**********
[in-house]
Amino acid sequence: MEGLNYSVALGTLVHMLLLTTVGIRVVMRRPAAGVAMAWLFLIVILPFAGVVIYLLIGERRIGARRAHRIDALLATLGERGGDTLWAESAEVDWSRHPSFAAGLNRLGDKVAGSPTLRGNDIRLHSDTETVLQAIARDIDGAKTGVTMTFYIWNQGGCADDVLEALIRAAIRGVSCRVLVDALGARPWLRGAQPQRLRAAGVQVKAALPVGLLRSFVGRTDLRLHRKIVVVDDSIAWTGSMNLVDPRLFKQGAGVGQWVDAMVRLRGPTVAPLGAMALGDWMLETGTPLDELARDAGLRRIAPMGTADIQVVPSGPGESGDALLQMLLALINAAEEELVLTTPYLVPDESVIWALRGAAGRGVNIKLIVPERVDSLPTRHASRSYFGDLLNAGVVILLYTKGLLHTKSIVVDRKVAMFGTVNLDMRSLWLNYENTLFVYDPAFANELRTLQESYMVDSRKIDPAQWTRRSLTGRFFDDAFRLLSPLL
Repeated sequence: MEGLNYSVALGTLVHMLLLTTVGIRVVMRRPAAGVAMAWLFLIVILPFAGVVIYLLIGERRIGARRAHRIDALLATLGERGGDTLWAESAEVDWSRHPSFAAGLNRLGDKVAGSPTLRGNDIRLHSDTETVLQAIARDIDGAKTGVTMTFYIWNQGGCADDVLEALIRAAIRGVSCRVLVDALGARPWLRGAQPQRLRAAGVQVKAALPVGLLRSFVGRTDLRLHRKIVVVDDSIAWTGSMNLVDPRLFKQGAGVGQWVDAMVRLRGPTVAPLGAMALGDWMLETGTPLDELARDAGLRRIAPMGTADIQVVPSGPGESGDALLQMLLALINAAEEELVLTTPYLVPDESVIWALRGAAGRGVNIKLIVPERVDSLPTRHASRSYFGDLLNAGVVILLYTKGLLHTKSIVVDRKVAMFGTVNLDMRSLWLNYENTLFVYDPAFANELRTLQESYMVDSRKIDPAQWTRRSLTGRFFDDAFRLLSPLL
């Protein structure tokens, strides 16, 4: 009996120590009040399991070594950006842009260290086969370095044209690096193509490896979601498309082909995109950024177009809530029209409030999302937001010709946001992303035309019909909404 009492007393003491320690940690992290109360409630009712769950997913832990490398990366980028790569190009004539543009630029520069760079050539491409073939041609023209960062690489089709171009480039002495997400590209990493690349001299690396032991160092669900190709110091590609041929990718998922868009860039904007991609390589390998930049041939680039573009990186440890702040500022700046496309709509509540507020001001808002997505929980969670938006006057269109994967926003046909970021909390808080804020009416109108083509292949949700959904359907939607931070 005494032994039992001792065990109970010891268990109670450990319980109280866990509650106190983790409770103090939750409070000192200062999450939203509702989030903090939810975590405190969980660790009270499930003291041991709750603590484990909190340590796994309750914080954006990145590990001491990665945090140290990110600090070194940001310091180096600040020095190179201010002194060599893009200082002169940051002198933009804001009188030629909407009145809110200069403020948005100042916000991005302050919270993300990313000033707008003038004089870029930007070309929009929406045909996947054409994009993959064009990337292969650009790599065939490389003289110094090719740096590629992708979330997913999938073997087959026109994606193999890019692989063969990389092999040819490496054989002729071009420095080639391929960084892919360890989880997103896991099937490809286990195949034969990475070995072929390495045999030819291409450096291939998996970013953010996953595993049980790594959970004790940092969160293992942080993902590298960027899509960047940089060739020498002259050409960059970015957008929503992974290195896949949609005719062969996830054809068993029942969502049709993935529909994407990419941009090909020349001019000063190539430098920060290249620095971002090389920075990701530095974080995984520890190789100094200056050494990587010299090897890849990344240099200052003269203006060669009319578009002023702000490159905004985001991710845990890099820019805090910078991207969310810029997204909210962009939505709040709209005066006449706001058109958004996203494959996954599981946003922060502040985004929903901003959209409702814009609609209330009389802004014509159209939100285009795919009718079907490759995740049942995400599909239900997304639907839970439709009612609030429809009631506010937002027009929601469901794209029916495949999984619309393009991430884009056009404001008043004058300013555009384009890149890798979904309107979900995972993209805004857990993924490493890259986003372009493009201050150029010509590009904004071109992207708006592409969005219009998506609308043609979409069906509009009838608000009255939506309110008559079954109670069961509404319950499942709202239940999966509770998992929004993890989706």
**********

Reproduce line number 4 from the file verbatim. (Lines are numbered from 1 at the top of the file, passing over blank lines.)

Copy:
């Protein structure tokens, strides 16, 4: 009996120590009040399991070594950006842009260290086969370095044209690096193509490896979601498309082909995109950024177009809530029209409030999302937001010709946001992303035309019909909404 009492007393003491320690940690992290109360409630009712769950997913832990490398990366980028790569190009004539543009630029520069760079050539491409073939041609023209960062690489089709171009480039002495997400590209990493690349001299690396032991160092669900190709110091590609041929990718998922868009860039904007991609390589390998930049041939680039573009990186440890702040500022700046496309709509509540507020001001808002997505929980969670938006006057269109994967926003046909970021909390808080804020009416109108083509292949949700959904359907939607931070 005494032994039992001792065990109970010891268990109670450990319980109280866990509650106190983790409770103090939750409070000192200062999450939203509702989030903090939810975590405190969980660790009270499930003291041991709750603590484990909190340590796994309750914080954006990145590990001491990665945090140290990110600090070194940001310091180096600040020095190179201010002194060599893009200082002169940051002198933009804001009188030629909407009145809110200069403020948005100042916000991005302050919270993300990313000033707008003038004089870029930007070309929009929406045909996947054409994009993959064009990337292969650009790599065939490389003289110094090719740096590629992708979330997913999938073997087959026109994606193999890019692989063969990389092999040819490496054989002729071009420095080639391929960084892919360890989880997103896991099937490809286990195949034969990475070995072929390495045999030819291409450096291939998996970013953010996953595993049980790594959970004790940092969160293992942080993902590298960027899509960047940089060739020498002259050409960059970015957008929503992974290195896949949609005719062969996830054809068993029942969502049709993935529909994407990419941009090909020349001019000063190539430098920060290249620095971002090389920075990701530095974080995984520890190789100094200056050494990587010299090897890849990344240099200052003269203006060669009319578009002023702000490159905004985001991710845990890099820019805090910078991207969310810029997204909210962009939505709040709209005066006449706001058109958004996203494959996954599981946003922060502040985004929903901003959209409702814009609609209330009389802004014509159209939100285009795919009718079907490759995740049942995400599909239900997304639907839970439709009612609030429809009631506010937002027009929601469901794209029916495949999984619309393009991430884009056009404001008043004058300013555009384009890149890798979904309107979900995972993209805004857990993924490493890259986003372009493009201050150029010509590009904004071109992207708006592409969005219009998506609308043609979409069906509009009838608000009255939506309110008559079954109670069961509404319950499942709202239940999966509770998992929004993890989706």